Sturgeon admits ‘flexibility issues’ exist with free childcare policy
Nicola Sturgeon has acknowledged flexibility issues remain with her flagship free childcare policy after campaigners warned provision in most parts of Scotland is unsuitable for working parents.
The First Minister said she is working with councils to improve flexibility, claiming her commitment to expand free childcare even further to 30 hours a week would address some of the flexibility issues.
Ms Sturgeon visited Burnfoot Community School, in the Borders town of Hawick, to confirm a £2.8 million attainment fund for 46 primaries largely in deprived areas.
She pledged to raise standards in schools and close the “long-standing stubborn attainment gap between the most and least well-off children”.
The visit comes after a survey of local authorities by the Fair Funding for our Kids group revealed childcare provision in most parts of Scotland is unsuitable for working parents.
Nine out of ten of council childcare places were for half-days only while two-thirds of nursery places were half-days only, campaigners found.
Ms Sturgeon told the Press Association: “We’re determined to work with councils to make sure that not only our existing commitment is delivered – and it is being delivered to the vast majority of parents.
“We have said that there are issues around flexibility, which is why we have already taken steps to ensure that councils are offering greater flexibility.
“We are also determined to work with councils to deliver our increased commitment to childcare.
“Over this parliament we intend to double the provision of childcare.
“Moving from a commitment to providing childcare for a half to a full day will help us deal with some of those issues of flexibility.
“We have made that commitment and it will be backed by increased funding and support from local government and national government working together to ensure that commitment is delivered.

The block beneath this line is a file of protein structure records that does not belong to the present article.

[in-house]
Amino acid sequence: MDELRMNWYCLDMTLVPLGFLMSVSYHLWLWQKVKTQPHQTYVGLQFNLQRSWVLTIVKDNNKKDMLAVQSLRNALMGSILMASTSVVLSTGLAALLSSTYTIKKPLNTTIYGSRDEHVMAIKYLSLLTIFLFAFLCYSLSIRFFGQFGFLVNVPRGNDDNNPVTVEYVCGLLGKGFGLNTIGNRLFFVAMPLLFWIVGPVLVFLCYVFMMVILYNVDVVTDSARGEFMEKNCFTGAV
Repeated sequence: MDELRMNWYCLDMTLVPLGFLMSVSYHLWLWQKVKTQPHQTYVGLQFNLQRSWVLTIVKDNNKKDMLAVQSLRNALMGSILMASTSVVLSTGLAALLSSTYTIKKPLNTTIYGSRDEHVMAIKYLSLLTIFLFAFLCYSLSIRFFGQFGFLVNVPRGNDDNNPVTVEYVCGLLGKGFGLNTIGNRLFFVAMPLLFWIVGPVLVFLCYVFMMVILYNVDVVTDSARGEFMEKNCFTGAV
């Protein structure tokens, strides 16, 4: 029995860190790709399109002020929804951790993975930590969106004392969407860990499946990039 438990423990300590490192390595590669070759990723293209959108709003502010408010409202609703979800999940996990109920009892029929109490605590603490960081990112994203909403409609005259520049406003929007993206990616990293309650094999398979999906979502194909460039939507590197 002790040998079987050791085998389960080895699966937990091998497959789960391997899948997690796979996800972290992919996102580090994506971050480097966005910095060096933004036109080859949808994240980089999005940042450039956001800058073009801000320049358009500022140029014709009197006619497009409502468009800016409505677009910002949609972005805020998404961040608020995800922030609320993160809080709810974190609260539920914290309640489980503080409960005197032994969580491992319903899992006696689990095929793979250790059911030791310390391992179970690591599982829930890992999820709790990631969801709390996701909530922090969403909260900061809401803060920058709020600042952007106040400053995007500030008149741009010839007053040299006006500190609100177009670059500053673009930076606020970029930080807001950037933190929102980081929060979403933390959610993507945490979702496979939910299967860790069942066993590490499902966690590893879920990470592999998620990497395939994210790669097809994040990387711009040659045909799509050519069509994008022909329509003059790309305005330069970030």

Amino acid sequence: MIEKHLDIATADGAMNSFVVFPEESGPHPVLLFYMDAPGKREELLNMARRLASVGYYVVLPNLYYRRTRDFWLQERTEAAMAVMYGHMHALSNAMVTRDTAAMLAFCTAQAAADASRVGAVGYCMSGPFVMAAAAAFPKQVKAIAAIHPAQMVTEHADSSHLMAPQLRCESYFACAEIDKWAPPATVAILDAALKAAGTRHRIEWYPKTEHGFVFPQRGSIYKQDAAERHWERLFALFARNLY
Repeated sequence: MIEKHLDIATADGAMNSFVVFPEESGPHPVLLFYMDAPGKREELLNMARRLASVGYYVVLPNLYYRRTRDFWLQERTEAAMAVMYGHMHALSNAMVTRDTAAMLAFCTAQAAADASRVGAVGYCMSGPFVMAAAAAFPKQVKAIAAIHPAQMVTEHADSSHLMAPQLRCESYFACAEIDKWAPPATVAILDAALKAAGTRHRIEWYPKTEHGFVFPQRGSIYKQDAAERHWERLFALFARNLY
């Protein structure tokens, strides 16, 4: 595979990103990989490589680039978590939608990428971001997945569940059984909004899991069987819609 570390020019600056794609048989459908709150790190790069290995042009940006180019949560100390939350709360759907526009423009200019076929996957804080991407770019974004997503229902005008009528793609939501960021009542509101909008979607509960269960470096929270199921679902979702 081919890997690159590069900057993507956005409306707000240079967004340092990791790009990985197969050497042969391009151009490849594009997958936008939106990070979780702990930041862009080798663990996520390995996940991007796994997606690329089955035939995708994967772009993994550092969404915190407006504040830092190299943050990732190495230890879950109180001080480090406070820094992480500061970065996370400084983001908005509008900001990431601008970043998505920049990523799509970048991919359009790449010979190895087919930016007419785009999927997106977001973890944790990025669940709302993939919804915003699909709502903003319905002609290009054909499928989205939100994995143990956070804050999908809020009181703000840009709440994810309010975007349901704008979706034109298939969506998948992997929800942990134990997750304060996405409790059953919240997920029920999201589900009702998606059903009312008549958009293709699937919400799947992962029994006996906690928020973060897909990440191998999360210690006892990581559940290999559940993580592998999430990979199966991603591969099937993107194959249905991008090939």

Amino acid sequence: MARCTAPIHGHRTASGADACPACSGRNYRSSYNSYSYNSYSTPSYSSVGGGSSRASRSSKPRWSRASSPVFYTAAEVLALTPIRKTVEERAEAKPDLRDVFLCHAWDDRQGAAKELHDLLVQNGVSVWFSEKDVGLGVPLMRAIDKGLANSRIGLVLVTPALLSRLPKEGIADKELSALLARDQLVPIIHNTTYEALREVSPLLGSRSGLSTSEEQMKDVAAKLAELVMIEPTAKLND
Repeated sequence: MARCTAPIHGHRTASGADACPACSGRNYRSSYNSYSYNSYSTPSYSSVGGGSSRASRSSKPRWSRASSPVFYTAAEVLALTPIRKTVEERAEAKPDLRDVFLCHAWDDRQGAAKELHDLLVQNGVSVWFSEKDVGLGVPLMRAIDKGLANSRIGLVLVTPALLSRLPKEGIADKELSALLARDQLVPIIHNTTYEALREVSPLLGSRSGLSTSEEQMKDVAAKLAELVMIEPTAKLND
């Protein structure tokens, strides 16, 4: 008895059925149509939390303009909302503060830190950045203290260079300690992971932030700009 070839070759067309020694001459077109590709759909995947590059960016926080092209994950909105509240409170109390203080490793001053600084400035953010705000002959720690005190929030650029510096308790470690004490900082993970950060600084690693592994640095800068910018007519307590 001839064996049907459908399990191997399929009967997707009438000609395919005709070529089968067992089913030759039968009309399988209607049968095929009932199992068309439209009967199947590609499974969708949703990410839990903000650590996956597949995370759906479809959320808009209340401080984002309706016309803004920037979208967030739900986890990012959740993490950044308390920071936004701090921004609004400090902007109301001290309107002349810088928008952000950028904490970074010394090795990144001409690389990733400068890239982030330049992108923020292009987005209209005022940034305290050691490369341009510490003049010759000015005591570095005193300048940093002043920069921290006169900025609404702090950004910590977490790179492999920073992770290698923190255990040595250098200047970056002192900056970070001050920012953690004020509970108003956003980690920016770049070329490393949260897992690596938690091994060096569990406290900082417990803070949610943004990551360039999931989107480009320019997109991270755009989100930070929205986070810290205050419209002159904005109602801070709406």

“We know that, as well as helping parents that want to get back into the workplace, good-quality early-years provision will help us go a long way to raising attainment in schools.”
Burnfoot is one of two primaries in the Borders benefiting from Scottish attainment challenge primary schools programme, part of the £750 million the Scottish Government intends to invest in its attainment fund over the course of the current parliament.
Scottish Labour education spokesman Iain Gray said: “Labour have outlined a series of positive policies to cut the gap between the richest and the rest.
“We would scrap unfair charges for exam appeals, which favour private school pupils over those educated in state schools, and we would introduce a Scottish Graduation Certificate to replace the failing baccalaureate.
“Whilst the First Minister poses for photo ops in the Borders, her government is only delivering attainment funding to two schools out of sixty-three in the area.
“If the SNP were serious about cutting the gap between the richest and the rest in our classrooms they would deliver more investment by stopping the cuts to education and backing Labour’s plan for a 50p top rate of tax for those earning over £150,000 per year to invest in our schools.”
Scottish Liberal Democrat spokeswoman for children Sheila Thomson said: “Childcare needs to be fully adaptive to the lives of working families across the whole of Scotland, allowing working families to receive the entitlement they need.
“Working parents need more flexibility so that they are able to have the childcare they require. The Scottish Government knows there is a problem, which is why it has three working groups trying to work out how it can deliver its childcare promises.
“The situation at the moment is failing families and we cannot afford for it to continue.”
Alison Johnstone, the Scottish Greens’ children and young people spokeswoman, said: “Childcare arrangements in Scotland remain one of the most expensive in Europe and also woefully patchy and inflexible.
“Improving the provision of childcare in terms of hours is important, but so too is the need for raising the quality of training and pay for childcare staff.
“If we invest in good quality childcare there’s a better chance of tackling unemployment, giving parents easier access to further and higher education, and reducing inequality.”
Copyright (c) Press Association Ltd. 2016, All Rights Reserved. Picture – First Minister Nicola Sturgeon meets P5 and P6 pupils during a visit to Burnfoot Community School, Hawick, to announce funding to raise educational attainment in deprived areas. (c) Jane Barlow / PA Wire.